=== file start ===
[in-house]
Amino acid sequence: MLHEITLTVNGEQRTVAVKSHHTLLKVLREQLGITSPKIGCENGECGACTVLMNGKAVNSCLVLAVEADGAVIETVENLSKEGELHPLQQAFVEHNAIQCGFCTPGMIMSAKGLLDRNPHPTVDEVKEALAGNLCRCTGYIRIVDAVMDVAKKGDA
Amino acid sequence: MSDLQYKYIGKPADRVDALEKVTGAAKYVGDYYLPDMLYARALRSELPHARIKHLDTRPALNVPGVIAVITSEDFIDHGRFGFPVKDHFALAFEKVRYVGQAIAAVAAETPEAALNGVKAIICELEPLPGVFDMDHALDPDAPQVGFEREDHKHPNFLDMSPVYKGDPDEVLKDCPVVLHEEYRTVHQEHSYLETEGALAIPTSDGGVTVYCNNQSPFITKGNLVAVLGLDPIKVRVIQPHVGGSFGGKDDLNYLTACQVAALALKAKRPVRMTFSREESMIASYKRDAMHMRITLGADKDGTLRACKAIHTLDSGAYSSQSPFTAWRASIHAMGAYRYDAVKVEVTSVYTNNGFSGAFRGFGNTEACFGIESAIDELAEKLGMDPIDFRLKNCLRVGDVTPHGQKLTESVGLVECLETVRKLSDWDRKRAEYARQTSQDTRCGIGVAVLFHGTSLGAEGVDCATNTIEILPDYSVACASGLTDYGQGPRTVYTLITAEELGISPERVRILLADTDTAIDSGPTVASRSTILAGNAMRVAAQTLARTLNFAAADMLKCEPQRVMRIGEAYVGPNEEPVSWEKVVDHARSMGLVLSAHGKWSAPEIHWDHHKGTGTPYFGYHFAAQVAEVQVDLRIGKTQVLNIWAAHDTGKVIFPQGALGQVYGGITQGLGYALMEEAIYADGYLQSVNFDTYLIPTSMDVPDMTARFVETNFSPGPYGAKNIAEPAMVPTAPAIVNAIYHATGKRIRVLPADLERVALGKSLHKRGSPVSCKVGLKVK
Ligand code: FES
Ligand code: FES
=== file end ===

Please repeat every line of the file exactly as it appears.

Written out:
[in-house]
Amino acid sequence: MLHEITLTVNGEQRTVAVKSHHTLLKVLREQLGITSPKIGCENGECGACTVLMNGKAVNSCLVLAVEADGAVIETVENLSKEGELHPLQQAFVEHNAIQCGFCTPGMIMSAKGLLDRNPHPTVDEVKEALAGNLCRCTGYIRIVDAVMDVAKKGDA
Amino acid sequence: MSDLQYKYIGKPADRVDALEKVTGAAKYVGDYYLPDMLYARALRSELPHARIKHLDTRPALNVPGVIAVITSEDFIDHGRFGFPVKDHFALAFEKVRYVGQAIAAVAAETPEAALNGVKAIICELEPLPGVFDMDHALDPDAPQVGFEREDHKHPNFLDMSPVYKGDPDEVLKDCPVVLHEEYRTVHQEHSYLETEGALAIPTSDGGVTVYCNNQSPFITKGNLVAVLGLDPIKVRVIQPHVGGSFGGKDDLNYLTACQVAALALKAKRPVRMTFSREESMIASYKRDAMHMRITLGADKDGTLRACKAIHTLDSGAYSSQSPFTAWRASIHAMGAYRYDAVKVEVTSVYTNNGFSGAFRGFGNTEACFGIESAIDELAEKLGMDPIDFRLKNCLRVGDVTPHGQKLTESVGLVECLETVRKLSDWDRKRAEYARQTSQDTRCGIGVAVLFHGTSLGAEGVDCATNTIEILPDYSVACASGLTDYGQGPRTVYTLITAEELGISPERVRILLADTDTAIDSGPTVASRSTILAGNAMRVAAQTLARTLNFAAADMLKCEPQRVMRIGEAYVGPNEEPVSWEKVVDHARSMGLVLSAHGKWSAPEIHWDHHKGTGTPYFGYHFAAQVAEVQVDLRIGKTQVLNIWAAHDTGKVIFPQGALGQVYGGITQGLGYALMEEAIYADGYLQSVNFDTYLIPTSMDVPDMTARFVETNFSPGPYGAKNIAEPAMVPTAPAIVNAIYHATGKRIRVLPADLERVALGKSLHKRGSPVSCKVGLKVK
Ligand code: FES
Ligand code: FES